Police carry away a protester in Karenni State on February 12, 2019.

© 2019 Private
(Bangkok) – The Myanmar authorities should immediately investigate the alleged excessive use of force by police against protesters in Karenni State and hold those responsible for abuses to account, Human Rights Watch said today. On February 12, 2019, police fired rubber bullets and water cannon at ethnic Karenni youth who attempted to move beyond police barricades, injuring more than 20 protesters.

Since February 1, police have arrested 55 people in the Karenni state capital for protesting against the installation of a statue of Gen. Aung San, the father of Myanmar’s de facto leader, Aung San Suu Kyi. Gen. Aung San is considered the founder of modern-day Myanmar and of the Myanmar army, the Tatmadaw. On February 12, an agreement was reached between protest leaders and the Karenni state government to drop all charges in exchange for promises to suspend further protests for one month while the opposing sides discuss the fate of the statue.

Myanmar police fired rubber bullets at youth activists who were exercising their rights to peaceful protest and free expression.

Phil Robertson

Deputy Asia Director

“Myanmar police fired rubber bullets at youth activists who were exercising their rights to peaceful protest and free expression,” said Phil Robertson, deputy Asia director. “Dropping the criminal charges against the protesters doesn’t negate the need for a prompt investigation of the excessive use of force by the police and appropriate action against anyone who acted unlawfully.”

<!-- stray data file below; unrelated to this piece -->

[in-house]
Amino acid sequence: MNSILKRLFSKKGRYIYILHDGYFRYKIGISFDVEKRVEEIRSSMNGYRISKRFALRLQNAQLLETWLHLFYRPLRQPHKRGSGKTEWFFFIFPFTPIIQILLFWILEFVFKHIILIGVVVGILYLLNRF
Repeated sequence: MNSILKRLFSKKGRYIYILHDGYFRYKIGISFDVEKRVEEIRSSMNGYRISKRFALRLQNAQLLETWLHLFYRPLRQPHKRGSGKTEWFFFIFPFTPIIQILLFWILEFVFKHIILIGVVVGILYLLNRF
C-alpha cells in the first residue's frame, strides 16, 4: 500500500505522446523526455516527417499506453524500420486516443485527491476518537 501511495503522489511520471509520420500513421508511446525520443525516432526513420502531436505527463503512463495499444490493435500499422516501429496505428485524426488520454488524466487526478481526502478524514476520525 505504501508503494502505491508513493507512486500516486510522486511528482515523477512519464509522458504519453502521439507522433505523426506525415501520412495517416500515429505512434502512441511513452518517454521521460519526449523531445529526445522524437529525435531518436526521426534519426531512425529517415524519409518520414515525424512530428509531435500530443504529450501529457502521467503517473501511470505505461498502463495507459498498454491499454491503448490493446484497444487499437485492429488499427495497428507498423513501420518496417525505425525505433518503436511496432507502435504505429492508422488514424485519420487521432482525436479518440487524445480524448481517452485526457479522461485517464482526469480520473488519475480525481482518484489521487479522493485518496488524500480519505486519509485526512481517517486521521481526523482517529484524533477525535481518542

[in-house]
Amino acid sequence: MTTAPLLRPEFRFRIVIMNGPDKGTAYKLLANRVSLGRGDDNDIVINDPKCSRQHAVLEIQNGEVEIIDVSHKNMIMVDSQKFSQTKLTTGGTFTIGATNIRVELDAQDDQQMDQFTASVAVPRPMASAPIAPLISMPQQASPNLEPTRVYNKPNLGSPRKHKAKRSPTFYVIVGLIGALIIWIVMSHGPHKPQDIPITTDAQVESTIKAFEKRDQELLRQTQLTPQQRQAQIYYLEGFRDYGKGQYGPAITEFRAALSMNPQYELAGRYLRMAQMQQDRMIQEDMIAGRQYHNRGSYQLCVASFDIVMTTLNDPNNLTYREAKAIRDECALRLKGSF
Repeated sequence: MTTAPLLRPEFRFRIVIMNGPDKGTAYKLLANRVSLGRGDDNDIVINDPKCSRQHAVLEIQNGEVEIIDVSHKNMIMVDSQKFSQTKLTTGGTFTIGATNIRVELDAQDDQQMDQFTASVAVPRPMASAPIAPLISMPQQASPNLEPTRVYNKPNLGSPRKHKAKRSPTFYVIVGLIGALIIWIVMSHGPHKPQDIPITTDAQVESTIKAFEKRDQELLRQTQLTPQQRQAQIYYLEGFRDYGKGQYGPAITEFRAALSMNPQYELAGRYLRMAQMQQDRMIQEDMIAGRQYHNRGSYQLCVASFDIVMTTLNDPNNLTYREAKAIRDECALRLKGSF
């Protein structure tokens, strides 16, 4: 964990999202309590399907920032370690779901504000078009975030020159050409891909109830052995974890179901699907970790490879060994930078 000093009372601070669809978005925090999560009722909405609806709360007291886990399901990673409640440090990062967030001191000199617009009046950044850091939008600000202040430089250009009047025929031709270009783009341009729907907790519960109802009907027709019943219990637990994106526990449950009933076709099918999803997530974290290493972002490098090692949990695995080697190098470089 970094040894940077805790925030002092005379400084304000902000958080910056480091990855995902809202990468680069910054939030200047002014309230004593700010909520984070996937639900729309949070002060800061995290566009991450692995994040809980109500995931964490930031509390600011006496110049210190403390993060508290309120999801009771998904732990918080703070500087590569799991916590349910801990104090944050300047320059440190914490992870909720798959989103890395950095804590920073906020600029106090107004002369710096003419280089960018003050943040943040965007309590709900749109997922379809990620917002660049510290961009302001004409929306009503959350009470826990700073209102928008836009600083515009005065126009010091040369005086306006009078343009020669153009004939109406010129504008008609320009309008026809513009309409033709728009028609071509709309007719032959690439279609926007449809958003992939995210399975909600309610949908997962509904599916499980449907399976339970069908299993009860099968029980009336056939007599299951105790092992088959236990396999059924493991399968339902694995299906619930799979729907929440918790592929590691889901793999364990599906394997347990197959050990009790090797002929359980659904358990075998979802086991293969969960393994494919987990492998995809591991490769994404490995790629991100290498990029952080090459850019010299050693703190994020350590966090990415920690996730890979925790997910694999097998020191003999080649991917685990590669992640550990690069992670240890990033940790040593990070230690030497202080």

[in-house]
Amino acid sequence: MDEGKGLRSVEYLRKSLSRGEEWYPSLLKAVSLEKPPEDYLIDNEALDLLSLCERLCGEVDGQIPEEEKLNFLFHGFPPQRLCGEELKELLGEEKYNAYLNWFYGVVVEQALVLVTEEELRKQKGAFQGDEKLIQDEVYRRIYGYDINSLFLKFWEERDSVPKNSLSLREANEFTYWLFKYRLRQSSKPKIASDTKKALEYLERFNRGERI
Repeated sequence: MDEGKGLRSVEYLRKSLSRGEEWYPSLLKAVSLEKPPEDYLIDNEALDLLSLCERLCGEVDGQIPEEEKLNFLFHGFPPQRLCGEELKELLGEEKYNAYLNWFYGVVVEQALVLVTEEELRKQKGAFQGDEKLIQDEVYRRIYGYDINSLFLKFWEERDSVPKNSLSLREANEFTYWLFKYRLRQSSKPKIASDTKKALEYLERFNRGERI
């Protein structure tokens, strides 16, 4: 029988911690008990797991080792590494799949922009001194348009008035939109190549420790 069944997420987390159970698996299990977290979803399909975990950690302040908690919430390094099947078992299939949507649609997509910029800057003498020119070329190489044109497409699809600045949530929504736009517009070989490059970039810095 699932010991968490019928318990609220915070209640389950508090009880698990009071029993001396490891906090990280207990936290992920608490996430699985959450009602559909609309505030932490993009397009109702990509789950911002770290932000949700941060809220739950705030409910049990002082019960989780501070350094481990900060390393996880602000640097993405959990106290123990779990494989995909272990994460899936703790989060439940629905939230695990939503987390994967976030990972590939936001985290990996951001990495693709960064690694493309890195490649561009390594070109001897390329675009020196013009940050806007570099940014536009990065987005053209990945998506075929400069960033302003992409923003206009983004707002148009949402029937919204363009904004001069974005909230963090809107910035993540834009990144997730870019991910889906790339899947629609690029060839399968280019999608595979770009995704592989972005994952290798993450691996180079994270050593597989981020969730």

The statue has been a source of controversy since it was announced in February 2018. Ethnic Karenni youth have staged repeated protests calling for a halt to the installation of the statue until the rights of Myanmar’s ethnic minorities are better protected and the promises of the 1947 Panglong Agreement, which promised autonomy for the country’s ethnic regions, are fulfilled.

On July 3, police violently dispersed Karenni protesters, arresting 16, nine of whom were charged with incitement under penal code sections 505(b) and 505(c) for distributing pamphlets on the history of Karenni State, and at least 13 of whom were charged with violating the Peaceful Assembly and Peaceful Processions Law. Under the February 12 agreement, these charges were all dropped.

A youth stands bloodied after police violently disperse protesters in Karenni State on February 12, 2019. 

© 2019 Private

Protests resumed in late January after the 17-foot-high statue arrived in Loikaw for placement in a local park. Since February 1, 2019, police have arrested more than 50 protesters on charges of violating the Peaceful Assembly Law. The law imposes criminal penalties for failing to provide notice for an assembly or complying with broadly worded restrictions on permissible speech and actions at an assembly. The restrictions are contrary to international human rights standards that prohibit holding anyone criminally liable for organizing or participating in a peaceful assembly.

The United Nations Basic Principles on the Use of Force and Firearms by Law Enforcement Officials provides that security forces “shall, as far as possible, apply non-violent means before resorting to the use of force.” Whenever the use of force is unavoidable, security forces shall “[e]xercise restraint in such use and act in proportion to the seriousness of the offence and the legitimate objective to be achieved.”

“The Myanmar government should end the practice of arresting peaceful protesters and fully investigate the use of force against them,” Robertson said. “The agreement reached between the state authorities and the protest leaders to drop the prosecutions also provides a good moment for the government to address the concerns being raised by the Karenni activists.”